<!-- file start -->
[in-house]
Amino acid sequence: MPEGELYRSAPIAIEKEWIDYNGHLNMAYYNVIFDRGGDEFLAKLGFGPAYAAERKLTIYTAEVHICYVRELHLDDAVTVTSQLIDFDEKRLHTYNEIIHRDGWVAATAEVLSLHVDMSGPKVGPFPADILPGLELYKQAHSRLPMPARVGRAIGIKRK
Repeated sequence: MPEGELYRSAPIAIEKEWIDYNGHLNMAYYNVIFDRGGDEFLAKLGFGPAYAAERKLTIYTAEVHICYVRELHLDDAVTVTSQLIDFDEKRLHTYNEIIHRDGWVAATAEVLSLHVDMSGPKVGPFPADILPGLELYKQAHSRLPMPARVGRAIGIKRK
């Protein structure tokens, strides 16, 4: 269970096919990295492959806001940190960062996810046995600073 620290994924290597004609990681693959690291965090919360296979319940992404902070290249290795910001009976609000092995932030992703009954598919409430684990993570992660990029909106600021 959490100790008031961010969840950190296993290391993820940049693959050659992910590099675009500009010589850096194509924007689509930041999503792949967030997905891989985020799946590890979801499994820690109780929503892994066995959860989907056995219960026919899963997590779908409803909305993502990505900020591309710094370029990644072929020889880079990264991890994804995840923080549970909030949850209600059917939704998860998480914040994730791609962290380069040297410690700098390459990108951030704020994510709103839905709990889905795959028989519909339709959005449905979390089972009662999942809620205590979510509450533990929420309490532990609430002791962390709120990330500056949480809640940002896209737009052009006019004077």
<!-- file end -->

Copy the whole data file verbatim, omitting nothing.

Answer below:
[in-house]
Amino acid sequence: MPEGELYRSAPIAIEKEWIDYNGHLNMAYYNVIFDRGGDEFLAKLGFGPAYAAERKLTIYTAEVHICYVRELHLDDAVTVTSQLIDFDEKRLHTYNEIIHRDGWVAATAEVLSLHVDMSGPKVGPFPADILPGLELYKQAHSRLPMPARVGRAIGIKRK
Repeated sequence: MPEGELYRSAPIAIEKEWIDYNGHLNMAYYNVIFDRGGDEFLAKLGFGPAYAAERKLTIYTAEVHICYVRELHLDDAVTVTSQLIDFDEKRLHTYNEIIHRDGWVAATAEVLSLHVDMSGPKVGPFPADILPGLELYKQAHSRLPMPARVGRAIGIKRK
């Protein structure tokens, strides 16, 4: 269970096919990295492959806001940190960062996810046995600073 620290994924290597004609990681693959690291965090919360296979319940992404902070290249290795910001009976609000092995932030992703009954598919409430684990993570992660990029909106600021 959490100790008031961010969840950190296993290391993820940049693959050659992910590099675009500009010589850096194509924007689509930041999503792949967030997905891989985020799946590890979801499994820690109780929503892994066995959860989907056995219960026919899963997590779908409803909305993502990505900020591309710094370029990644072929020889880079990264991890994804995840923080549970909030949850209600059917939704998860998480914040994730791609962290380069040297410690700098390459990108951030704020994510709103839905709990889905795959028989519909339709959005449905979390089972009662999942809620205590979510509450533990929420309490532990609430002791962390709120990330500056949480809640940002896209737009052009006019004077």